An update from Elizabeth, MBA and Master of Arts Management ’12, who traveled to India with the Cox Global Leadership Program:

We are set loose on Mumbai! There is almost too much to do, and most of us haven’t done any reading up on anything. So we’re gonna wing it.

The humidity is daunting. It’s still humid inside the hotel room, so everything we touch feels damp. It’s inescapable. We dress for our company visit, worried that we’ll cut it close and return to the hotel just in time to board the bus. Fifteen minutes later, it’s clear we’ll be leaving plenty of time to return to the hotel and wash up: we’re drenched in sweat.

Jeremy, Erika, Eric, Caroline, Rebekah, and I hop into cabs and start at the Gateway to India – different from the India Gate. One tour site mentions, “impressive, even if it is just another colonial monument.” We take a few pictures, and are not particularly beset upon by other tourists, which is nice.

We wander down the road, based on a map the concierge gave me, to find the Colaba Causeway. We’re staying in the Colaba area of Mumbai, which is not very close to any of the visits we have to make (1.5 hour drive on average they tell us) but is close to all the fun touristy stuff, like Chowpatty Beach, Gateway to India, the Causeway, etc.

We quickly find the Causeway, which is essentially a few blocks of vendor stalls set up along the skinny sidewalk, outside a series of brand-name stores like Adidas, Nike, Reebok. At this point we’re all looking for either specific items or specific people. At one point Rebekah does the smart thing and buys a bunch of small keychains to hand out as gifts without having to make a mental list. I’m looking for a manly gift for my father, who would probably appreciate anything other than a pashmina or silk scarf.

We stop randomly at one stall that is selling much the same as the others: wood-carved animals, marble animals, and a few wooden trays. Caroline gets 3 great wooden trays for a steal, Rebekah gets her keychains, and Erika and I combine forces to get marble elephants. We are all feeling disgusting; anywhere a purse strap touches has a distinct line of sweat on our nice clothes. We grab cabs to get back to the hotel. There are 5 of us (Jeremy broke free at some point) and the cabbie won’t take more than 4. Apparently in Mumbai, piling as many people in as possible is declasse, even for the cabbies. I’m with Erika and our guy gets lost, and of course we’re of no help. But we make it eventually, and run up to cool off, rinse off, and put on a new version of business casual.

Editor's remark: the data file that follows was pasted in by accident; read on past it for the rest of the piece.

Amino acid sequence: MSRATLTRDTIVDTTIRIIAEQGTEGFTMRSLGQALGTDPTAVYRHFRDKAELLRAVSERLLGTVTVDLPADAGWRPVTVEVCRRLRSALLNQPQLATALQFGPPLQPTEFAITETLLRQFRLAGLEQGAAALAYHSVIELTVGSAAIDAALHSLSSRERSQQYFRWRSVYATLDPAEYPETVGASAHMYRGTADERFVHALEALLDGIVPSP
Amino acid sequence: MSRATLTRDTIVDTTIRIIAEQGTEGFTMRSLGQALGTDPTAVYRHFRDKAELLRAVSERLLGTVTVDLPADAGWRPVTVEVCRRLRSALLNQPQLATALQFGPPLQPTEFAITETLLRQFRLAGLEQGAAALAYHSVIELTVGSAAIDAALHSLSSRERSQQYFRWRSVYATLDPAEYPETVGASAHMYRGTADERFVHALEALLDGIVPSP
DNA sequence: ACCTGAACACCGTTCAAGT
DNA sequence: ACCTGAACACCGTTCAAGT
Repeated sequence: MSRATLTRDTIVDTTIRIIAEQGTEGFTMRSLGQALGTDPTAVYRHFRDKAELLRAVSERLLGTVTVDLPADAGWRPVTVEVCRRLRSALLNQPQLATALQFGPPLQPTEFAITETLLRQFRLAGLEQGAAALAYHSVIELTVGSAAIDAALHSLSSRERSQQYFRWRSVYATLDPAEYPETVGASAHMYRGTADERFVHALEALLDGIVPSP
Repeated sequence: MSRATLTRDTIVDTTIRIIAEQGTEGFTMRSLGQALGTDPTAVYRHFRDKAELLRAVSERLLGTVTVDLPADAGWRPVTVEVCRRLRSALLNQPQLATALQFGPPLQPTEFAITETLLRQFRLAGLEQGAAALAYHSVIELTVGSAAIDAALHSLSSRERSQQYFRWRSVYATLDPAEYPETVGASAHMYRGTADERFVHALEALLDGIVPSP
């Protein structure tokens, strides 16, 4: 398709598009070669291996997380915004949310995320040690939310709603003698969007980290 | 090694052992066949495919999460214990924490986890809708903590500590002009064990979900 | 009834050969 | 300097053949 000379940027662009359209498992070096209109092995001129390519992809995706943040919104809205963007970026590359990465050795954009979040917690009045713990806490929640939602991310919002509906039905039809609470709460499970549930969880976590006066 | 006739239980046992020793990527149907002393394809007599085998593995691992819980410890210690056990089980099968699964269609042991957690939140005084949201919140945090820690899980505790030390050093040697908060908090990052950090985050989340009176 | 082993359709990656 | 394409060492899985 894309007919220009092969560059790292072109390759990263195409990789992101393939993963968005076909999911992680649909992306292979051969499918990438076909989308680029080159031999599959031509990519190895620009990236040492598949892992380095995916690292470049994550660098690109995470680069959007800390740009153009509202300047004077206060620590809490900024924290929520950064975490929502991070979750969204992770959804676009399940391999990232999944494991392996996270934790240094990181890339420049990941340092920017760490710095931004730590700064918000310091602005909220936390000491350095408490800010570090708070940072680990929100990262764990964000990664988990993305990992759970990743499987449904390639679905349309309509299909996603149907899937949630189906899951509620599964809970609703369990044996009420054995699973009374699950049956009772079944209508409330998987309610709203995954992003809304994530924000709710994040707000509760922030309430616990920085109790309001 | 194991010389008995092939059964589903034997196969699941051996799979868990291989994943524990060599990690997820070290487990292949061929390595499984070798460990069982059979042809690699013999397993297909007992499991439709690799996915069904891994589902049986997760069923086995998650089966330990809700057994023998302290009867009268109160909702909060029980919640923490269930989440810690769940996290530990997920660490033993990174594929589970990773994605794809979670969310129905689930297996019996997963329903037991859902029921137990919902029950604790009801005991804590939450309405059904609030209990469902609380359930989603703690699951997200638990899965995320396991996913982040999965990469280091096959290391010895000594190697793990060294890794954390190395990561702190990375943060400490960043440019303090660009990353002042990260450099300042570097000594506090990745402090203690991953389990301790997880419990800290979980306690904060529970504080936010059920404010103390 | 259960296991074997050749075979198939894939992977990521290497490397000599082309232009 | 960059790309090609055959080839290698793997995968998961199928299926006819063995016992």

Our visit today is to Mudra Group, which does advertising. It’s in an impressive shiny building, and we’re on the 8th floor with a great view of another skyscraper. There’s been a technical glitch so since we’ve arrived early and they’re running late we make a ruckus in the conference room for about an hour before an awesome-looking hippie dude comes in. He shows us a bunch of Mudra ads from his department (turns out we’re in one of Mudra Group’s units called Mudra Max), while talking about the difficulties of marketing to India, because of its diversity. It’s not anything we haven’t heard from other marketing departments, but some of the ads are really funny. It’s also cool to hear from someone around our age who is clearly part of the hipster generation in India. It’s a fun afternoon.

On the way home we’re all discussing the evening plans. Mine start with a nap. Eric, Caroline, Rebekah, and Blake head out to try and find a tea shoppe that last year’s group told us about. They start at the Taj Mahal Palace Hotel and Towers, one of the sites of the 2009 Mumbai bombings. In the lobby they spy Ratan Tata, which is the equivalent of spotting the CEO of any incredibly major conglomerate like GE, or I don’t even know. It’s a big deal, and apparently they act accordingly by getting giggly and hyper. They then stop at a Chinese restaurant not far from the hotel, to get some appetizers. This turns into dinner, and they give up on the tea shoppe. B

lake calls me at the hotel to try and tell me where they are, and just chuckles at the response to “What’s the address here?” (it sounds on my end like 12 syllables and all consonants). I grab Erika and Jordan, give the info to Stacy and some others, and we all set out in search of “Ling’s Pavilion, like, on a side street behind the Regal Cinemas, not far from the Taj Palace, with a circular doorway.” Believe it or not, we find it and it’s another group dinner, minus John whose ear is still getting to him. I don’t really enjoy the food. It seems a long time since I’ve had Indian food, sadly. But it’s nice to have a night out.

Finally, it’s on to karaoke, where we really outdo ourselves. I choose to make my karaoke debut with a duet with Erika. We’re terrible, but what we lack in talent we compensate for with commitment. The boys do Bohemian Rhapsody. Only two other groups there, so we’re getting up onstage easily. The evening ends on a high note: Eric and Clark sing A Whole New World; Clark doesn’t even need the lyrics screen. Eric searches for, and eventually finds, his falsetto. The accompanying stock footage video is two women frolicking all over some unknown coastal town. When the song finishes, we walk out of the bar as a group to semi-thunderous applause. Thank you Bombay, and goodnight!